Ginseng ficus bonsai plants are small plants with a leafy top and a willow-like root system that comes out of the ground. The leaves are green and have various-shaped leaves depending on the species. The leaves can be teardrop-shaped or evergreen needles. The ginseng ficus bonsai tree comes planted in a small container and requires regular care in order for the plant to thrive.
Things You'll Need
- Bonsai shears
- Spray bottle
- Time-release fertilizer granules
Use the bonsai shears to prune and shape your ginseng ficus bonsai plants. This should be done at least once a month. Also trim away any dead stems or leaves. The bonsai shears will allow you to cut leaves and stems without leaving scars.
Fill the spray bottle with quality tap water or distilled water. The temperature should be cool, not cold or warm. Lightly spritz the bonsai tree once a day. This plant is forgiving if you don't remember to spray the tree every day, but it does not like having its roots sitting in water, so do not oversaturate.
Fertilize the ginseng ficus bonsai plant twice a year, once in the spring and once in the autumn. In the spring, 1 tbsp. of time-release fertilizer granules should be hand-mixed into the soil. In the autumn 2 tbsp. of time-release fertilizer granules should be hand-mixed into the soil. Hand-mixing will protect the underground root system.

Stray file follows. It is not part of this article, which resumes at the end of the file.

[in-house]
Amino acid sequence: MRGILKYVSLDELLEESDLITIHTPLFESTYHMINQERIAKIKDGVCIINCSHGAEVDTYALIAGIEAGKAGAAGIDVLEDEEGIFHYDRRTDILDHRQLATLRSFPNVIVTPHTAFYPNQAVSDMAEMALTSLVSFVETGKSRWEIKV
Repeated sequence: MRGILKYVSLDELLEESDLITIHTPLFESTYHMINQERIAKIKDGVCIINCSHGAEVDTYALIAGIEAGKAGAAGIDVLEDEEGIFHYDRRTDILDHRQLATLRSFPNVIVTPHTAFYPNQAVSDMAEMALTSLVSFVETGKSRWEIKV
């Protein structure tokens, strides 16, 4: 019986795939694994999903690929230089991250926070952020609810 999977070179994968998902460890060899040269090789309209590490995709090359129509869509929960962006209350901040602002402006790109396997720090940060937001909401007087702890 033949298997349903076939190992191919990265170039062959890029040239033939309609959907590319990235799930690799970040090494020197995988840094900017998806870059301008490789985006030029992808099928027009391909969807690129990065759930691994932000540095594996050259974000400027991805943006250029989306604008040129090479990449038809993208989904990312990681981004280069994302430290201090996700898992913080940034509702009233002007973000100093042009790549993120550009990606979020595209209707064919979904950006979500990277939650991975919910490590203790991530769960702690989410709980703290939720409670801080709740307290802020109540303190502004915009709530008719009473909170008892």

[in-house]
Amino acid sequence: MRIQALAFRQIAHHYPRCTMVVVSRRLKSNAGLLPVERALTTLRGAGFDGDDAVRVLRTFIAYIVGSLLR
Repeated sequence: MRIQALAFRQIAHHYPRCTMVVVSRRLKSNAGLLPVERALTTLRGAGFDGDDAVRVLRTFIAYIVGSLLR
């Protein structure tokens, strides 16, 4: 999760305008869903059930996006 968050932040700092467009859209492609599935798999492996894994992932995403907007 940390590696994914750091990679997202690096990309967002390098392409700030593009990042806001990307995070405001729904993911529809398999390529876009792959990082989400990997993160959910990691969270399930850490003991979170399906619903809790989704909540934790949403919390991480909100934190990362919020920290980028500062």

Transfer the ginseng ficus bonsai tree to a new pot once every two years. This will give the tree a chance for the roots to breathe, and provide more room for the root system to grow. Use a well-draining soil that is rich in nutrients.
Leave the bonsai in full sunlight, optimally facing south. When using heat lamps, the heat lamps should be placed within 12 inches of the bonsai. Turn the lights off at night and then back on first thing in the morning.
- Photo Credit fig on a rock image by Brett Mulcahy from Fotolia.com
How to Prune a Ginseng Ficus
The ginseng ficus tree is a small, ornamental plant that is often used in the art of bonsai. The plant has a...
Why Is My Ficus Ginseng Fig Losing Leaves?
The ginseng fig is known by several names including the scientific names Ficus retusa and Ficus microcarpa and the common names ginseng...
How to Grow Ginseng at Home
Grow ginseng at home by recreating the shaded, naturally composted soil environment that occurs in the forests where ginseng grows naturally. Harvest...
How Often Should You Water Ficus?
The many varieties of ficus are most often grown as houseplants. They thrive with minimum care and live many years, making them...